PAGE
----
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1  General Discussion / History / Re: Most Overrated and Underrated British Monarchs on: August 31, 2017, 12:38:34 pm
The main question is of course, which former monarchs are known by the general public

If I go for "Roman kings and emeperors", it's probably just


Otto I. (not necessarily, but "they were all named Otto" could stick)
Heinrich IV. (maybe not by name, but "there was this king who was subdued by the pope in front of this castle somewhere")

Barbarosssa ("has a cool name and is sleeping under the Kyffhäuser mountain")

Friedrich II. (not necessarily by name but "there was this king who was only in Italy buliding things and doing falconry and giving all the power north of the Alps to the nobility, because he wanted to have nothing to do with this cold and uncomfortable region"

Rudolf von Habsburg (only for being the first Habsburger on the Roman throne, by sophisticated people maybe for ending the "emperorless time", which had only three wannabe-emperors...)

Sigismund (for killing Jan Hus)

very maybe Maximilian I. (did stuff)
Karl V. (did evil stuff (protestant), did evil stuff but was fighting the Lutheran heresy (catholic))

I don't think anyone remembers the Habsburg emperors after Rudolf, only maybe Franz II. as he was the last.

And of course people know Wilhelm II., and some also Wilhelm I...

2  General Discussion / History / Re: Most Overrated and Underrated British Monarchs on: August 31, 2017, 08:24:26 am
Aethelstan surely has the coolest name.

Victoria is surely very overrated as she was queen in a very decisive period of British history. But by her time, the monarchs were mostly figureheads. But there sill seems to be this "Victoria was a great queen" sentiment everywhere.
3  General Politics / Political Geography & Demographics / Re: For a modern European, how many centuries back before a decent %age of his....? on: August 20, 2017, 09:29:06 am
In contrast, my understanding of Germany was that property was much more likely to be divided among all sons.  I also believe that all sons of a German baron would be barons.  So I think the social barriers of marrying outside your class would be a bit more impenetrable than in England, where the social classes were a bit more informal.
This varies over time and space. There were primogenitur (oldest son inherits) and ultimogenitur (the youngest son inherits the property), equal division beween the sons and several modes unequal division in different spaces. Of course, in Germany east of the Elbe, there were also several forms of servitude. But even as primogenitur became common in the German nobility from the 15th century onwards, they still were a very distinct social group, where intermarriage with bourgeois was not very common  until the 19th century. Younger sons were often used for the military, (high catholic) clergy or high administration post and where economically secured this way, but stayed nobles and married nobles.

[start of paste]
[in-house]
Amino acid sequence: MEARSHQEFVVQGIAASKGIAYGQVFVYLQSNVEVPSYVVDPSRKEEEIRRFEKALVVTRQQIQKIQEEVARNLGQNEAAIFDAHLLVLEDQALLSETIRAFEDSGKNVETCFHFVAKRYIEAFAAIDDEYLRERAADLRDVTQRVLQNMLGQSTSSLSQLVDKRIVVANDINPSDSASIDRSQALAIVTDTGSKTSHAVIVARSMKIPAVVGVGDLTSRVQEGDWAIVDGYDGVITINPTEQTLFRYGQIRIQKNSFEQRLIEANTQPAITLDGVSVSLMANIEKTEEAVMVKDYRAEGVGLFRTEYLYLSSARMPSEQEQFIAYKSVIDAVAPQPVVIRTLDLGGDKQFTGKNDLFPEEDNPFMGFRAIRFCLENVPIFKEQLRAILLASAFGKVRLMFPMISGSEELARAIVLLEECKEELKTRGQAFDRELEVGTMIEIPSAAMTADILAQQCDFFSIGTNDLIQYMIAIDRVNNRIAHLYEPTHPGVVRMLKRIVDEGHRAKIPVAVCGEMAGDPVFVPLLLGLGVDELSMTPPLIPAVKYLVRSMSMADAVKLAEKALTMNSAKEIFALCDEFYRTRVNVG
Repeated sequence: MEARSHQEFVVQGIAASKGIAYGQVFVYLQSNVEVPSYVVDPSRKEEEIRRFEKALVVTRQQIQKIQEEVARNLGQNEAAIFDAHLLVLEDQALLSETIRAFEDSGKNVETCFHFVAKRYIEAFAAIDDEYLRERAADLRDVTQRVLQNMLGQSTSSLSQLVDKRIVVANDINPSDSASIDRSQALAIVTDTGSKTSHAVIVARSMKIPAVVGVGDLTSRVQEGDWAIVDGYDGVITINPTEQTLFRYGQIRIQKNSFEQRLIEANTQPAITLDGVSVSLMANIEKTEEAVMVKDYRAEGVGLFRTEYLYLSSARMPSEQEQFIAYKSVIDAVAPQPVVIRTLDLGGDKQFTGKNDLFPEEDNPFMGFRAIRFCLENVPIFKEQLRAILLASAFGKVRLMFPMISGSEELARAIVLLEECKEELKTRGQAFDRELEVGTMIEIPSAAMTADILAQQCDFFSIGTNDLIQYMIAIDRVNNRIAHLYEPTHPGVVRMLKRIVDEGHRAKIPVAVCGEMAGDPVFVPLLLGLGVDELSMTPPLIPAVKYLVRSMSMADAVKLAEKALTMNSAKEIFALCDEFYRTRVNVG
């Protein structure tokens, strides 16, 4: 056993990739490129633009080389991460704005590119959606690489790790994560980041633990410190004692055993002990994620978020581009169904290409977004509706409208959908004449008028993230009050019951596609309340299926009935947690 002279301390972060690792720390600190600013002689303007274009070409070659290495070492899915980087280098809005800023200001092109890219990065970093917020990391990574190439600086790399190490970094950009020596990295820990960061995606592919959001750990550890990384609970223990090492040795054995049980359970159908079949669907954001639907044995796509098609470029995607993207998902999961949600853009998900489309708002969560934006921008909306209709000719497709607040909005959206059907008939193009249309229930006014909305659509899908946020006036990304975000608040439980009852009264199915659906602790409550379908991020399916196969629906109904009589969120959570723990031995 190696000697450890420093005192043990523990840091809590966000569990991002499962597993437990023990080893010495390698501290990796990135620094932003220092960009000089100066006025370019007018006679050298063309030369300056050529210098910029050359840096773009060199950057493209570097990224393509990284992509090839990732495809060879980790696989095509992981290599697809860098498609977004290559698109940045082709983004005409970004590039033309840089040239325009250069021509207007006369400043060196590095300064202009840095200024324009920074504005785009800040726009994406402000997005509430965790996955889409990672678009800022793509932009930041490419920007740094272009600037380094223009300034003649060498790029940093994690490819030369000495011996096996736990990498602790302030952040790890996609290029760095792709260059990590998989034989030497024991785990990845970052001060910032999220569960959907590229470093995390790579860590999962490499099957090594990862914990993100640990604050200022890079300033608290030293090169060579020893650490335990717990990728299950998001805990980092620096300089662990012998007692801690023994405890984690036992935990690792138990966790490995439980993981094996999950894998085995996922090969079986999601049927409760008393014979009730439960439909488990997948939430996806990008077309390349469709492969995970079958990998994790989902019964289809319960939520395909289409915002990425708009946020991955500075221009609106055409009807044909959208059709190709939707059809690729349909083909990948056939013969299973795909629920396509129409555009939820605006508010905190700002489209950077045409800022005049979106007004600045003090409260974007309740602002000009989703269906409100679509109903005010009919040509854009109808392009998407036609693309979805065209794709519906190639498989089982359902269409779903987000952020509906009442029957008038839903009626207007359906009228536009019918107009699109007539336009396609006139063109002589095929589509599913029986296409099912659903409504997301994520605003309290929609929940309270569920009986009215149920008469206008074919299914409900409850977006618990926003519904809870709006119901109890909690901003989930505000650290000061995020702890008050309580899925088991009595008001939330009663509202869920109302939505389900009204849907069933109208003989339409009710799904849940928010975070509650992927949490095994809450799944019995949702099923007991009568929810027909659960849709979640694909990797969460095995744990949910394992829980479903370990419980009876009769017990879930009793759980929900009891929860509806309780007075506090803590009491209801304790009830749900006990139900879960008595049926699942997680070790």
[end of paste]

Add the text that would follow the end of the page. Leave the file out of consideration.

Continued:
So for connections to the high nobility you would have to look for: children out of wedlock and morganatic marriages, intermarriages between nobles and (more or less) high bourgeois (but the nobilitation of high bourgeois is more common than the other way around), those who lost there status of nobility (which exists, but is rare).
. Or you would have to look at earlier times as the early and high middle ages seem to have been times of greater social mobility, but of course you don't find genealogical sources for that age (which is the basic problem for research, you have to find a connection to the high nobility at least in the fifteenth century to find a connection to Charlemagne.

Of course, my daughter has over 500 billion possible ways, where in one (or fiftythousand) you could find Charlemagne but it is not sure and the high number alone does not say too much about probability. There are, of course, other opinions, that say, that the high number alone makes it probable. But for instance, for my ancestral lines, it is probably cut in half alone because of my Slavic and Baltic ancestors, that most likely are not ancestors of Charlemagne.

4  General Politics / Political Geography & Demographics / Re: For a modern European, how many centuries back before a decent %age of his....? on: August 20, 2017, 05:42:53 am
The problem with "every living autchthon Central European is a descendant of Charlemagne is that it doesn't take social status in account. It is much more probable to have children with someone from the same or a compareable social status group. High noblemen have had some productive advantages in this regard. So even as the number of theoretically possible ancestors doubles with every generation, and at some point exceeds the number of the world population at this time, that doesn't mean that at every possible space there's a different ancestor.
The extreme would be a child of brother and sister which would cut the number of possible ancestors in half. But even if you have cousins as parents, which was quite common both in the nobility and for normal people, the child has only six grandparents instead of eight. If you do this over two generations it's possible it only has 8 great-grandparents instead of 16.

And if social and local mobility is not high, than there you have many, many generations in the same village or at least parish, that will lead to a huge ancestor implex, even if the canonical law of how close one may be related to marry, was adhered to. Of course, if one is related to Charlemagne in some generations all in this village or parish will be, e.g. if the local nobleman is a descendant of some high nobility bastards has an illegitimate child with his dairy maid (cliché, I know). Or as the last female descendants of the counts of Orlamünde married some wealthy confecitoner in a Thuringian town. So, as my wife has ancestors that are craftsmen in Thuringian towns, there is a chance...